Wednesday, December 21, 2011

How to set up proxy for Android emulator behind a firewall...



Here is how i had set up my emulator's network settings for browsing the internet on a Windows 7 machine. for linux the same principle applies...
  • Make the emulator pass through the firewall
  • if you are behind a proxy go to settings and set up your proxy for the emulator through the following steps-
  1. Open the emulator and click on Menu
  2. Click on Settings
  3. Click on Wireless & Networks
  4. Go to Mobile Networks
  5. Go to Access Point Names and click on it
  6. Click on Telkila Internet
  7. In the Edit Access Point, input Proxy server and Port
  8. Also provide the User Name and Password
  9. Keep rest of the fields blank

  • Sometimes the DNS of the host PC is not recognized by the emulator...  in that case use the following command in the command prompt...emulator -avd -dns -server 8.8.8.8 (8.8.8.8 is the Googles default DNS) and change the DNS server of your machine to 8.8.8.8. otherwise you may opt for the DNS your company is using in the emulator -avd -dns -server command...
Hope this discussion comes handy for the Android newbies...

Monday, November 21, 2011

An implementation of Finite State Machine in Android using Handler...

Note: If you want to know about a full-fledged application about how a long running task in a background service has been broken into small states please have a look at this article.

As i was doing some research on different concepts in Android, i came out with this implementation of Finite State Machine using the Handler class... i would like to share it with you... the state diagram of the application will look as the following:




The main Activity class looks like the following:

package com.android.training.statepattern;

import android.app.Activity;
import android.os.Bundle;
import android.view.View;
import android.widget.Button;



public class StatePatternActivity extends Activity implements View.OnClickListener{
 private Button startStatePattern;
 private MyHandler handler;
    /** Called when the activity is first created. */
    @Override
    public void onCreate(Bundle savedInstanceState) {
        super.onCreate(savedInstanceState);
        setContentView(R.layout.main);
        
        startStatePattern = (Button)findViewById(R.id.button1);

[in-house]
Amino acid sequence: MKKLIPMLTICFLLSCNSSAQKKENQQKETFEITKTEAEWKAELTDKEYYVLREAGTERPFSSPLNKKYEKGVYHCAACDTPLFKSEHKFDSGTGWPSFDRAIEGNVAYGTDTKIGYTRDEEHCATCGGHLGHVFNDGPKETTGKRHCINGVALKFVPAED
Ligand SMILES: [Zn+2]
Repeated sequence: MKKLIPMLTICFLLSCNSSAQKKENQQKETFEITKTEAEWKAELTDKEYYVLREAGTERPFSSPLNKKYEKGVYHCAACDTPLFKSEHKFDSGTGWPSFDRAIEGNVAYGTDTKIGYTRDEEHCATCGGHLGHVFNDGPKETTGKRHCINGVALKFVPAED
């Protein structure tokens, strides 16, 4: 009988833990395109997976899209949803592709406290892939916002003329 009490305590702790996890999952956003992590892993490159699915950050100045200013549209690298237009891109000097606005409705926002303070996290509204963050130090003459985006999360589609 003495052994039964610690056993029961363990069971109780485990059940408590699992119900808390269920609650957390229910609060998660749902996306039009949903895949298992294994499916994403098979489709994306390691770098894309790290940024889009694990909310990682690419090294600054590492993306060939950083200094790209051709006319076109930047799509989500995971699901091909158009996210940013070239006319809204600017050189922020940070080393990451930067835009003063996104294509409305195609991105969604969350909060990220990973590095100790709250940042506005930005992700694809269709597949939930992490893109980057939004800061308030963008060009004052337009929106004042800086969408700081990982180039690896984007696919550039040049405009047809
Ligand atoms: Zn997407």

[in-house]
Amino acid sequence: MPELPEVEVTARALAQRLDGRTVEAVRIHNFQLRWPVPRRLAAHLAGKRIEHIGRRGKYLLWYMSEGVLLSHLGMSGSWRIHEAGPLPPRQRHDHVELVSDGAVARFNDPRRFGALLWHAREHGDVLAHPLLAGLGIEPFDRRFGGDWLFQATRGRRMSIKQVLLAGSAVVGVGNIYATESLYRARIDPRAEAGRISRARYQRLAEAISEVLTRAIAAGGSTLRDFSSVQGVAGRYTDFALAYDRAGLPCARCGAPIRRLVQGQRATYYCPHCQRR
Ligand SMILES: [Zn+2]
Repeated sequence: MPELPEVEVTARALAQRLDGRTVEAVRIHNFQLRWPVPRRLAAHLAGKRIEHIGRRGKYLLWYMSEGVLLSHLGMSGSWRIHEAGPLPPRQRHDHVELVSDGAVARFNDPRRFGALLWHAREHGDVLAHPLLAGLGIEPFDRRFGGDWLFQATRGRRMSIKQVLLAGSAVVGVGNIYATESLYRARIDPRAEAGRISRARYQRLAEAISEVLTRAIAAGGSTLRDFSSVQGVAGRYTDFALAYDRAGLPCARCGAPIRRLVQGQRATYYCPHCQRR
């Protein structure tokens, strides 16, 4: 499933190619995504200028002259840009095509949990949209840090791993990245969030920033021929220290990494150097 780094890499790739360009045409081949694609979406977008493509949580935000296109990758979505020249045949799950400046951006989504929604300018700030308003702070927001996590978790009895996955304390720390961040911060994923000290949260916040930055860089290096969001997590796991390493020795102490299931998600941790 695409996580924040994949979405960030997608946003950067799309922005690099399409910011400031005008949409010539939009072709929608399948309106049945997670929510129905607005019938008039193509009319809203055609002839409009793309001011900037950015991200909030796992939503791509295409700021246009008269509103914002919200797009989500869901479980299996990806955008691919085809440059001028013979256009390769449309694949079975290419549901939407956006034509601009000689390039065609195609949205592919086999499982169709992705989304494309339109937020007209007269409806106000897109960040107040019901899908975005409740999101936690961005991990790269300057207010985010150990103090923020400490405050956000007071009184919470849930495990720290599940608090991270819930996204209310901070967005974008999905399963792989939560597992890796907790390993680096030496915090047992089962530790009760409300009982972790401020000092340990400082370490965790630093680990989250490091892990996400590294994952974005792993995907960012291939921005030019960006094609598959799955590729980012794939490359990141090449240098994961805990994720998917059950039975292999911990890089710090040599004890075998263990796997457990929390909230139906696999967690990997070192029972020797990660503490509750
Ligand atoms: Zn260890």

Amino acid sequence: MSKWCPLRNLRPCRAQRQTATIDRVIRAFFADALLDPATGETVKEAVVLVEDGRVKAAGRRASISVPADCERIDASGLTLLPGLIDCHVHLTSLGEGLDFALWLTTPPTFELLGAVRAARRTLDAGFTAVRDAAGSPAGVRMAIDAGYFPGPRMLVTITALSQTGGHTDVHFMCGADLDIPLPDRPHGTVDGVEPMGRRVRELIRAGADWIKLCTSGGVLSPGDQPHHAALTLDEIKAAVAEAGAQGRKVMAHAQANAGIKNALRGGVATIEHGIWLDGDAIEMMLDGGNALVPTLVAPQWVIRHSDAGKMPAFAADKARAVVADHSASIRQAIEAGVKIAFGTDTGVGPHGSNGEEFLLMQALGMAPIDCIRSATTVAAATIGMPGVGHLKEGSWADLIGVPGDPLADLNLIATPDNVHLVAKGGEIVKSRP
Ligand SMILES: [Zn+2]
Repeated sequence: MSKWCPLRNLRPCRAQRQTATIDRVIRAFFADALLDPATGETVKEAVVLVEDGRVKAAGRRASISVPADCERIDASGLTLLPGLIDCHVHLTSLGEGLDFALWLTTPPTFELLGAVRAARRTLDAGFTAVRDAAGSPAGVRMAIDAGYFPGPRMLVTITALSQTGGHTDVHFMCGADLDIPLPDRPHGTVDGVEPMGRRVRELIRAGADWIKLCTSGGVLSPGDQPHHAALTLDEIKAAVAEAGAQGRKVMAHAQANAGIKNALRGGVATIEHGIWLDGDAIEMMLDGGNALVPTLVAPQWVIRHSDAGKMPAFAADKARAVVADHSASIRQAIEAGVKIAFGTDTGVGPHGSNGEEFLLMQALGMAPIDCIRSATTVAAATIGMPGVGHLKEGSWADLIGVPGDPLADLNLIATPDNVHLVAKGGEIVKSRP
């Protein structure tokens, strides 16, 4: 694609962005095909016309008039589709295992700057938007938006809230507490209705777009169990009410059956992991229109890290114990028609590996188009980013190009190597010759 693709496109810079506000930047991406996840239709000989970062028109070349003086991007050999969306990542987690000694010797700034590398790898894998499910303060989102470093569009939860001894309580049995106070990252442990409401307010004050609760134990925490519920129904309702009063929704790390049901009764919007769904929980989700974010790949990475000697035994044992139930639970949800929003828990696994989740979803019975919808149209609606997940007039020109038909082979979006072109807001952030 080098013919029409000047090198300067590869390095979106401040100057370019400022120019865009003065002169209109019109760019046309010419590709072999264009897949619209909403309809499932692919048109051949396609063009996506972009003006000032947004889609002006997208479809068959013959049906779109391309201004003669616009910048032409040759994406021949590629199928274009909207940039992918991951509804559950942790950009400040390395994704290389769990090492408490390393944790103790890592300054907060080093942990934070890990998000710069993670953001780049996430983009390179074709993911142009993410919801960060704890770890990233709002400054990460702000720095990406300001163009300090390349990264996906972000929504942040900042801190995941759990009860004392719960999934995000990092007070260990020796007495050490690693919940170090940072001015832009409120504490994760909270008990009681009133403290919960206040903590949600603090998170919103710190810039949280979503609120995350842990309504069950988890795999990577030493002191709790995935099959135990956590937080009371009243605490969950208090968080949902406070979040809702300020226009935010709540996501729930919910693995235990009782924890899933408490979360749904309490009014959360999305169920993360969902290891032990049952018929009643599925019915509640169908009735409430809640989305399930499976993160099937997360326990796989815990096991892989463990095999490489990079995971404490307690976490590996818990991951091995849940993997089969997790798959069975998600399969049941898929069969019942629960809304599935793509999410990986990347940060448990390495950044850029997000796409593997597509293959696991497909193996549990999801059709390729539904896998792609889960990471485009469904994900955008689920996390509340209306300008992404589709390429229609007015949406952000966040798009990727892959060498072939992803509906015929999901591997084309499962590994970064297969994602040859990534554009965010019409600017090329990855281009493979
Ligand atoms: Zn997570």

startStatePattern.setOnClickListener(this);
        handler = new MyHandler(this);
    }
    
    public void onClick(View v){
     if(v.equals(startStatePattern)){
      handler.sendEmptyMessage(1);
      }
    }  
}

And the other class is as follows;
package com.android.training.statepattern;

import android.os.Handler;
import android.os.Message;
import android.widget.Toast;

public class MyHandler extends Handler {
 private StatePatternActivity MainActivity;
 
 MyHandler(StatePatternActivity a){
  this.MainActivity = a;
 }
 //state transition logic is strongly coupled with the different states...
  public void handleMessage(Message msg){
   switch(msg.what){
   case 1:
    ////do the processing
    Toast.makeText(MainActivity.getApplicationContext(),"Inside State 1", 2000).show();
    this.sendEmptyMessage(2);
    break; 
   case 2:
    ///do the processing
    Toast.makeText(MainActivity.getApplicationContext(),"Inside State 2", 2000).show();
    this.sendEmptyMessage(3);
    break;    case 3:
    ///do the processing
    Toast.makeText(MainActivity.getApplicationContext(),"Inside State 3", 2000).show();
    this.sendEmptyMessage(4);
    break;
   case 4:
    break;
  default:
   break;   
   }
  } 
}

Let me explain the code a bit... here the crux of the solution lies in the MyHandler class derived from Handler.. The main activity class HAS MyHandler..
We start the State machine by sending a message (integer 1) through the function SendEmptyMessage called on MyHandler object. As a result, the callback function called handleMessage of the Handler is called and we handle this state's functionality here... the next all starte transitions happen sequentially from this callback function...
Hope this throws some lights on a specific design concept in Android...

Thursday, November 17, 2011

Robotium - automated unit test tool for Android...

the following text explains how to use Robotium in Eclipse.. Robotium is an automated unit testing tool for Android...
for this we need to download the Robotium.jar file from here...
setting up the environment is easy...

  • put the above jar in the build path’s library section...
  • add the following lines of code in the manifest.xml file in the manifest section (i.e. outside the app section)...
(instrumentation android:name="android.test.InstrumentationTestRunner"
   android:targetPackage="training.android.trainingunitconverter"
   android:label="1" /)

the below snippet of code is to test the UnitConverter app...

  • create a file(say UnitConverterTest.java) and add the following piece of code...

package training.android.trainingunitconverter;

import java.util.ArrayList;
import android.test.ActivityInstrumentationTestCase2;
import android.test.suitebuilder.annotation.Smoke;
import android.widget.EditText;
import android.widget.Spinner;
import com.jayway.android.robotium.solo.Solo;

public class UnitConverterTest extends ActivityInstrumentationTestCase2{
private Solo solo;